“TOPA would allow communities to slow displacement and gentrification by removing some homes from the for-profit, speculative, escalating market, and making them permanently affordable.”
Speculators are driving up prices, blocking new home-buyers, and promoting destabilization of neighborhoods, displacement of long-time residents, and gentrification.
Is this inevitable?
Those issues were the topic of my last newsletter.
One solution is a bill known as TOPA, Tenant Opportunity to Purchase Act, which I’m sponsoring with Reps. Jay Livingstone and Rob Consalvo.
TOPA would allow communities to adopt local ordinances giving tenants of multi-family housing the right to purchase their homes at market price. Tenants could become homeowners by matching the highest offer of a third party buyer. Or they could assign their right to the municipality or a non-profit, which could purchase the housing and keep or make it affordable.
IMPORTANT NOTE: The bill doesn’t apply to a seller who owns fewer than 7 units in the municipality. We sometimes hear that this bill will be a burden to homeowners who can’t afford any delay in the sale of their property. This bill does not touch them at all.
It also does not apply to sales to immediate family members.
TOPA would allow communities to slow displacement and gentrification by removing some homes from the for-profit, speculative, escalating market, and making them permanently affordable.
TOPA would provide more affordable housing faster than any other investment. It is much cheaper and much quicker to buy and stabilize naturally occurring affordable units rather than to construct new ones.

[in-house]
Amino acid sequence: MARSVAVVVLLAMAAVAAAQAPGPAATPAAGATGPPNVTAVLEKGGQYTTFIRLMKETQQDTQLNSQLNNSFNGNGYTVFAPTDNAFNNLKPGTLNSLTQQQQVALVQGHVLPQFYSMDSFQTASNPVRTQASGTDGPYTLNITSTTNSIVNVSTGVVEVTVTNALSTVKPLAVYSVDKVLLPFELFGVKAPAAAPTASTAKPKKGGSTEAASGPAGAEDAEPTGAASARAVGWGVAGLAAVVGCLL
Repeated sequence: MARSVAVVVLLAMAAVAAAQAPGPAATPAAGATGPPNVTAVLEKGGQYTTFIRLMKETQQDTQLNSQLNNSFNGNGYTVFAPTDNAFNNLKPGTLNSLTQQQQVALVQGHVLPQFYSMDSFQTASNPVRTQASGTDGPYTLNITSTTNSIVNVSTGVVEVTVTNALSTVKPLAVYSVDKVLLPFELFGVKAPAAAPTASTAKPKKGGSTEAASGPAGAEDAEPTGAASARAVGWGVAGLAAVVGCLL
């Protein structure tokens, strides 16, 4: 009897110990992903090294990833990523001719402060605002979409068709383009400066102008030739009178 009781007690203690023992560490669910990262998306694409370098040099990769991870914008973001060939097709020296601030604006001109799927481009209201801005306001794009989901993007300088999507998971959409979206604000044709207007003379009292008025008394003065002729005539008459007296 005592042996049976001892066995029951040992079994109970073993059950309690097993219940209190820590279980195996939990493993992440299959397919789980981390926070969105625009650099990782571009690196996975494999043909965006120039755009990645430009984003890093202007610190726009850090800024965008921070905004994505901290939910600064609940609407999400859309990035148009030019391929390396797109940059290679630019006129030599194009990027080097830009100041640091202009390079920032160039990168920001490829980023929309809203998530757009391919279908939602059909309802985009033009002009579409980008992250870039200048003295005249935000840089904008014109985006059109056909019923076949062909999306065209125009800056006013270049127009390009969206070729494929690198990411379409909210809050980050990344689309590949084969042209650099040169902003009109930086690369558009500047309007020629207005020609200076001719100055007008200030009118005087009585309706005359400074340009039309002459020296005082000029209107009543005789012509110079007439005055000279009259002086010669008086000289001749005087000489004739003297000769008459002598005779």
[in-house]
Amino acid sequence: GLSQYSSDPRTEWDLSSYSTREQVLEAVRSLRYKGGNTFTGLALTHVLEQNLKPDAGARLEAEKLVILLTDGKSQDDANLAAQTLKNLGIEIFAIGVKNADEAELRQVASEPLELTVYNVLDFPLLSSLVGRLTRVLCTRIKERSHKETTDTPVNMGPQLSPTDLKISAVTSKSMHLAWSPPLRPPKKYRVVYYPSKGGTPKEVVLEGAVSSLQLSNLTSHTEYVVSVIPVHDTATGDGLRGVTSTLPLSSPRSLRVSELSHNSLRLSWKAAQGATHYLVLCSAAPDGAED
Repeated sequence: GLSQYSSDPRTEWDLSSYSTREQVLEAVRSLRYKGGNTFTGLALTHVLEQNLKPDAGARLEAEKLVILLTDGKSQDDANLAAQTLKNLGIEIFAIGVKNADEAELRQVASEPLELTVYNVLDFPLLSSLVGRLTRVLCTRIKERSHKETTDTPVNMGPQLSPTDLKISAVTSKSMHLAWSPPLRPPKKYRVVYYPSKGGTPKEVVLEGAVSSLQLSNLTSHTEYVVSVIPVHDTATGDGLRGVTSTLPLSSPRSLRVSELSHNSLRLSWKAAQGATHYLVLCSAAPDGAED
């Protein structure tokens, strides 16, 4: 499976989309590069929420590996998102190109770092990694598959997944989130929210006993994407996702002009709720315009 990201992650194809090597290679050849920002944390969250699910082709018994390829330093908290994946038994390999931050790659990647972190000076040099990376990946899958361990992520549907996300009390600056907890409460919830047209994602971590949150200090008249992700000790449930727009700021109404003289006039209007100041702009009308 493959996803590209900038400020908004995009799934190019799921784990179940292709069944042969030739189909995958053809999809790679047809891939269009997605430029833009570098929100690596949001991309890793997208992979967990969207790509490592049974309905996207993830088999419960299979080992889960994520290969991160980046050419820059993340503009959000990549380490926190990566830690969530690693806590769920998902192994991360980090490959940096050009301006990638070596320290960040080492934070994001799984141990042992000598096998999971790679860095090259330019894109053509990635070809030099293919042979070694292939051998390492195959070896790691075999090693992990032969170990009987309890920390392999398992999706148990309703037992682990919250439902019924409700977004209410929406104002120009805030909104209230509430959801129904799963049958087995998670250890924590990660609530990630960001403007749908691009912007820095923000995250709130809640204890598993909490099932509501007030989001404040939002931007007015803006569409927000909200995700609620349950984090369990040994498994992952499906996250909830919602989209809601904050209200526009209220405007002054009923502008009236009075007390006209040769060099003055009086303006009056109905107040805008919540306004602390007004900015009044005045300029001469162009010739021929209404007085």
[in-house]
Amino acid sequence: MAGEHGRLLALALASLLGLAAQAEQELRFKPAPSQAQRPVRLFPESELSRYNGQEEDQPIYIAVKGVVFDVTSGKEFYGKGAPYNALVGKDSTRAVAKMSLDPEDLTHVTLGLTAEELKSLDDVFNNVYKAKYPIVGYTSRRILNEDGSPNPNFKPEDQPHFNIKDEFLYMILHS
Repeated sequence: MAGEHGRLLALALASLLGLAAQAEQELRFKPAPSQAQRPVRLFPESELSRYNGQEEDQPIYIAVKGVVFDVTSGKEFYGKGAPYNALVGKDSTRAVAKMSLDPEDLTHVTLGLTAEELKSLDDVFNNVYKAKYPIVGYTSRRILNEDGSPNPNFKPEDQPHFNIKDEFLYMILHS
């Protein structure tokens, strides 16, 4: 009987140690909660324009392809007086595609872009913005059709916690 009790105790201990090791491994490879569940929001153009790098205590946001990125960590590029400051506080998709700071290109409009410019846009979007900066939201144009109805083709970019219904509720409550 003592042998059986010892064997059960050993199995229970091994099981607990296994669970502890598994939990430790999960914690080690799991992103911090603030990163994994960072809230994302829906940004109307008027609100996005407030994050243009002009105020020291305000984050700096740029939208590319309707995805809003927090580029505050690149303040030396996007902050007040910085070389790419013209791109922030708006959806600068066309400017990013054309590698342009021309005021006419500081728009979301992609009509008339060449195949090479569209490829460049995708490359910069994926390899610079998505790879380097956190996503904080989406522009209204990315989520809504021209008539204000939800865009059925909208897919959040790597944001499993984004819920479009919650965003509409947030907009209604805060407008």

Here’s just one example of where TOPA could have helped keep people housed:
At 6 Humphreys Place in Dorchester, the owner sent building-wide eviction notices to residents, because a buyer wanted to purchase the building empty. With support of City Life/Vida Urbana, the 20+ residents organized a tenants association and found non-profit buyers that could pay the market price. But the owner sold the building to the initial buyer, who continued to evict the residents. Had TOPA been in place, a non-profit buyer could have purchased the building at the third-party price, avoiding a long and very difficult battle by the residents to stay in their homes and guaranteeing permanently affordable housing in the community.
TOPA passed both houses at the end of the last session, too late for us to override Gov. Baker’s veto. I hope we will take it up again soon.
You can watch the hearing on this and other housing bills here. And here is an article from last year about TOPA by Councilor Lydia Edwards and leaders of community development corporations.
I’ll have more on housing soon: what people wrote about their experiences, the role of more housing development, and more.